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Pussy Riot rockers in US to fight for jailed bandmates

08 june 2013, 13:10
0
Placard reads "Free Pussy Riot". ©REUTERS/Sergei Karpukhin
Placard reads "Free Pussy Riot". ©REUTERS/Sergei Karpukhin
Two members of the Russian feminist punk-rock band Pussy Riot on Friday urged the United States to help free their bandmates jailed last year for an anti-government protest performance, AFP reports.

The two women, who slipped into the country on a surprise visit, met with US lawmakers as well as White House and State Department officials in a bid to publicize their friends' plight and press for their freedom.

Maria Alyokhina, who has just celebrated her 25th birthday, and Nadezhda Tolokonnikova, 23, are being held in separate Russian penal colonies to serve two-year jail terms imposed for hooliganism motivated by religious hatred.

The sentences -- handed down after the balaclava-wearing band of rockers performed a protest song against President Vladimir Putin in an Orthodox cathedral in Moscow in February 2012 -- have been met with global condemnation.

A third member of the band, Yekaterina Samutsevich, was convicted but later released on appeal with a suspended sentence and strict probation conditions.

The visiting band members, who wanted to be known by the pseudonyms Fabra and Shaiba, on Friday shed their brightly-colored headgear, revealing their faces at a small press conference hosted by rights watchdog Human Rights First.

But they asked that no pictures or video be taken and that their voices be disguised in audio-tapes, fearful of repercussions by Russian authorities.

"We came to Washington, DC specifically... to meet with several members of Congress and politicians to discuss our situation," Shaiba said. "We asked them for their help."

The sentences imposed on their bandmates are a "vicious example of injustice and a vivid demonstration of the violation of freedom of speech and human rights and self-expression," she added, speaking through a translator.

The women urged US officials to raise the case with Putin and Russian authorities, and to seek to visit Alyokhina, who has just ended an 11-day hunger strike, and Tolokonnikova in the prison colonies where they are held.

Both jailed rockers have recently lost appeals against their sentences, and their friends are increasingly worried for their health, particularly Tolokonnikova who has been suffering from "tremendous headaches," Shaiba said.

In the colonies, far from Moscow, about 120 people live together in one big room, working, showering and eating together.

Denouncing the fact that the jailed band members are being held alongside convicted murderers and drug offenders, the women said their friends are also forced to sew military police uniforms.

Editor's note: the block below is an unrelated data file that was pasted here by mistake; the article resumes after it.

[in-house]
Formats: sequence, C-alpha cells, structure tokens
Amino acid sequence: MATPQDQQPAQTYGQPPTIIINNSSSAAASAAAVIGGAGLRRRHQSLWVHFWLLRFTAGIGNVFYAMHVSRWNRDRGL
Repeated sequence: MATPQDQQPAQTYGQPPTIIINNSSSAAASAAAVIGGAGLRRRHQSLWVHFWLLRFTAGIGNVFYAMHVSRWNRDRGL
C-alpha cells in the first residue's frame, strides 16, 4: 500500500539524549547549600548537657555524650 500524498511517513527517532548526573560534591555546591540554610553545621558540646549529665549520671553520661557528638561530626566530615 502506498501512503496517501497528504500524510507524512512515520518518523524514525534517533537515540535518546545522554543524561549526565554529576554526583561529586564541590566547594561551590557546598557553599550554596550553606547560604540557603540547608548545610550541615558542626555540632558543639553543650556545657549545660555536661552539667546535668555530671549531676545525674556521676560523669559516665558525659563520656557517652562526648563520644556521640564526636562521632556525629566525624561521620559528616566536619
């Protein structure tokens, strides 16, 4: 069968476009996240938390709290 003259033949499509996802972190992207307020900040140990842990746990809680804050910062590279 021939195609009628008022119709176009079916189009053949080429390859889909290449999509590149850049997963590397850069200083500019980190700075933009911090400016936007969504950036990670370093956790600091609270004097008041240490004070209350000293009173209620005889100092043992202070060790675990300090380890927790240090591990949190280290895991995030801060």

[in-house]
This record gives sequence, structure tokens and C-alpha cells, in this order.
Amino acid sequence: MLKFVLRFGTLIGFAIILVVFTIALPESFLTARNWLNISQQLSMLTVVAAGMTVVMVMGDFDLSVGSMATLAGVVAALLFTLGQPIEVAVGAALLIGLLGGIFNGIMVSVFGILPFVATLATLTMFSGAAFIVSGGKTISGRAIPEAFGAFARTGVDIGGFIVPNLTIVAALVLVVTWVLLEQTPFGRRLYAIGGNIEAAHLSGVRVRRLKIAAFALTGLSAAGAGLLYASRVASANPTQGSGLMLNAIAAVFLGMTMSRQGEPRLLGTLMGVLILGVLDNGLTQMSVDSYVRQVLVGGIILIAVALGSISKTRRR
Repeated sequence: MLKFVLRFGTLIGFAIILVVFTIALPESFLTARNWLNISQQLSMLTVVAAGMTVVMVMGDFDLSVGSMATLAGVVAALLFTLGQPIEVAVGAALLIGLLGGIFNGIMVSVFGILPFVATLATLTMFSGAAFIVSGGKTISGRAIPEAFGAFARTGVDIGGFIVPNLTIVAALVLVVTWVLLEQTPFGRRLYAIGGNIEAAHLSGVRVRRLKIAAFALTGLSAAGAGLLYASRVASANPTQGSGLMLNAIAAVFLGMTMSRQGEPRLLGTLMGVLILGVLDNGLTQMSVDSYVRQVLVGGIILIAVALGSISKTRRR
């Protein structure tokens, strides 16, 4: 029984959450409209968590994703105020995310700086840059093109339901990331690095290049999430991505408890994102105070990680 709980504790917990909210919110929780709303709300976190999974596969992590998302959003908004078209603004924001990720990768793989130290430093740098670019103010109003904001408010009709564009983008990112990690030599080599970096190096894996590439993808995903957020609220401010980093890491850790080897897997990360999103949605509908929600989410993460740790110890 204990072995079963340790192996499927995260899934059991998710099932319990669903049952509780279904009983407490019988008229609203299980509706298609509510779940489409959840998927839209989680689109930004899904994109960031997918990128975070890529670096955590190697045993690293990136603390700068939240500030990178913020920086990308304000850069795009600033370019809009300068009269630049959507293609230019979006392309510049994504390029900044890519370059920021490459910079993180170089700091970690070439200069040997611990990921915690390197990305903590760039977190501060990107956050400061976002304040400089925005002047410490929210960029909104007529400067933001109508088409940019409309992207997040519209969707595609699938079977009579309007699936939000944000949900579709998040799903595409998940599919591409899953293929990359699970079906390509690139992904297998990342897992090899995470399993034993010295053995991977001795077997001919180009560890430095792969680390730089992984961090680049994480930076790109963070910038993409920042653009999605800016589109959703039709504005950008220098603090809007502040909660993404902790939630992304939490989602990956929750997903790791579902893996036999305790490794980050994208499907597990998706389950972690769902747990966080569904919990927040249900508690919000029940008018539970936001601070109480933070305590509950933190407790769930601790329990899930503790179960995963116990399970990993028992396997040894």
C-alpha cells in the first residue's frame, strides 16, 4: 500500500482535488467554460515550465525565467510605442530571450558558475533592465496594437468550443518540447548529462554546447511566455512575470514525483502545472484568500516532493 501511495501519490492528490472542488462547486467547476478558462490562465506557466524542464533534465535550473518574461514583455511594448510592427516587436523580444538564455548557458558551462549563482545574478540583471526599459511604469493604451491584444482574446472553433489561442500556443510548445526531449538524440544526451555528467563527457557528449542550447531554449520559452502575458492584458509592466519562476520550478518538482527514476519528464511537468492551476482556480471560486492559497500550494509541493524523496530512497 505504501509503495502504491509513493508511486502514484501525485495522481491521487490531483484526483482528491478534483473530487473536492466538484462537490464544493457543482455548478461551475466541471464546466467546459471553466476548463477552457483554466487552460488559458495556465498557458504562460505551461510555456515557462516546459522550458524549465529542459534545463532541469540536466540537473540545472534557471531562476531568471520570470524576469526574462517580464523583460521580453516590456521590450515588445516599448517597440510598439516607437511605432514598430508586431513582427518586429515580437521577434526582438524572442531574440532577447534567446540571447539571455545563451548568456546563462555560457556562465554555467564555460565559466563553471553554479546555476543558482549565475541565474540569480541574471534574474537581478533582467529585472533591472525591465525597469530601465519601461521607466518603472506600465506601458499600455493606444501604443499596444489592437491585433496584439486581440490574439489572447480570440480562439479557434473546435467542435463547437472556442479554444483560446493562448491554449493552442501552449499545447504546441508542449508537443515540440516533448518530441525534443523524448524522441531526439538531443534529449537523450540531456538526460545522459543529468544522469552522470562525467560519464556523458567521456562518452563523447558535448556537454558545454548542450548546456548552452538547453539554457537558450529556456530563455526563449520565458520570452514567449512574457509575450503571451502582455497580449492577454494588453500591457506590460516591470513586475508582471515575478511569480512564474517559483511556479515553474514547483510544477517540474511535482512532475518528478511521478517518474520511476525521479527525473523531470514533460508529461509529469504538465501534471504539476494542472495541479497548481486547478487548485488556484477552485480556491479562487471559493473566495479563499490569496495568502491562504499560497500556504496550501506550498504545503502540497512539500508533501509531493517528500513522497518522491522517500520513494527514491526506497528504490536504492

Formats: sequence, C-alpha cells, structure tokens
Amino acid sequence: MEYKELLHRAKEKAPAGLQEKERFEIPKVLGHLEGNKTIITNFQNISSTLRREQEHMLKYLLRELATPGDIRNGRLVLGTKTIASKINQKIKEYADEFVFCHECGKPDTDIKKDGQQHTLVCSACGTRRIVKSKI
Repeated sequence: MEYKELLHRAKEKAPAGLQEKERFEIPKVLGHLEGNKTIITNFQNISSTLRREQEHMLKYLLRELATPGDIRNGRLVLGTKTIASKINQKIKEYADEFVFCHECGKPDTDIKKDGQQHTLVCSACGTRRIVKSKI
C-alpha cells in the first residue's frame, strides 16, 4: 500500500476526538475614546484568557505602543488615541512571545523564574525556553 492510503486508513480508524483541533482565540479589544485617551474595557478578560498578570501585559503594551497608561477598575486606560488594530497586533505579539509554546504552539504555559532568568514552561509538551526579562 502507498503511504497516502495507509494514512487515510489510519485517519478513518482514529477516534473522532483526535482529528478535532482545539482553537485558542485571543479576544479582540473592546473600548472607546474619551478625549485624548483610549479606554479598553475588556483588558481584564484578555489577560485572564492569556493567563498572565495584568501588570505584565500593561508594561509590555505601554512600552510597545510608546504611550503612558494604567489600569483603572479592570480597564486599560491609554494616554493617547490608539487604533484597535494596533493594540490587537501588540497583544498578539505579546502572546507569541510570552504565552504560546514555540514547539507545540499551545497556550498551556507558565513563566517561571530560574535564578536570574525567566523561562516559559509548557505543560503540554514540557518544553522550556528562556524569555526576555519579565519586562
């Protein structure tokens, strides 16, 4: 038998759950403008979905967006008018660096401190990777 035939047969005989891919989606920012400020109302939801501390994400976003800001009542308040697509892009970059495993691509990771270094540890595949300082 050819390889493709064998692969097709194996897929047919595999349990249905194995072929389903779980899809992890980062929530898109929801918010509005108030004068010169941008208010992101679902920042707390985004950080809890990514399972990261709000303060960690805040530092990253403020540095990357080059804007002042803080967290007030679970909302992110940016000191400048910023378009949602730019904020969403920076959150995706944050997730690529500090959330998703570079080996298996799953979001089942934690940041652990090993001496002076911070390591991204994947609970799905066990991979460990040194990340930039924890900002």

"It is a humiliation, because they are making uniforms for the people who have imprisoned them and are keeping guard," Shaiba said.

Their friends were being particularly targeted by the camp authorities, who have also tried to turn other inmates against them.

"They pay close attention to them, because they attract a lot of media attention and extensive international support," Shaiba said.

But she insisted it was "very important" for foreign governments and the media to keep a spotlight on the issue "because it doesn't allow the government to be completely out of control and it actually forces them to be more careful and attentive towards the laws of the Russian federation," Shaiba said.

World music icons such as Madonna and Paul McCartney have also backed calls for the two jailed band members, who both have young children, to be freed.

Elisa Massimino, president of Human Rights First, said the watchdog "remained committed to shining a light on the politically-motivated Russian laws" that led to the prosecution of the Pussy Riot members.

Such laws were intended to be used to prosecute violent hate crimes such as those carried out by skinheads, but are now "being used to silence government critics," she said.

Out of safety concerns, the two women refused to say how they arrived in the United States, their future plans or if they would visit other countries.

But they said they wanted to keep making music, even though all their videos and songs are currently banned under Russia's draconian laws.

They said the band, which has about eight members, formed in October 2011 ahead of presidential elections the following year, which saw Putin return to power after briefly handing over the post to Prime Minister Dmitry Medvedev.

Pussy Riot also wanted to show opposition to the "sexist society" in Russia and the macho image presented by its leadership, including Putin.

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